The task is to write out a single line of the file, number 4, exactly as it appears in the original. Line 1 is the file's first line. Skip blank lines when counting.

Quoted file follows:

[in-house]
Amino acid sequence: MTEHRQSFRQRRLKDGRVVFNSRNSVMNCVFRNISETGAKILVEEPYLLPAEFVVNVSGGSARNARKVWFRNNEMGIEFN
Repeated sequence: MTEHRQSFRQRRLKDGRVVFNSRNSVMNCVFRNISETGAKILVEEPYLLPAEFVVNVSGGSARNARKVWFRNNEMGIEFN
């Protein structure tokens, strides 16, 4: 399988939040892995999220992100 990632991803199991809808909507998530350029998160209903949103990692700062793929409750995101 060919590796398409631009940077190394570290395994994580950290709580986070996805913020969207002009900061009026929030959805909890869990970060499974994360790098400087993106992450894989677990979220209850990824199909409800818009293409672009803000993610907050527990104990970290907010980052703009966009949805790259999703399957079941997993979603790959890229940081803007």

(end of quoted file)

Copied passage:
């Protein structure tokens, strides 16, 4: 399988939040892995999220992100 990632991803199991809808909507998530350029998160209903949103990692700062793929409750995101 060919590796398409631009940077190394570290395994994580950290709580986070996805913020969207002009900061009026929030959805909890869990970060499974994360790098400087993106992450894989677990979220209850990824199909409800818009293409672009803000993610907050527990104990970290907010980052703009966009949805790259999703399957079941997993979603790959890229940081803007």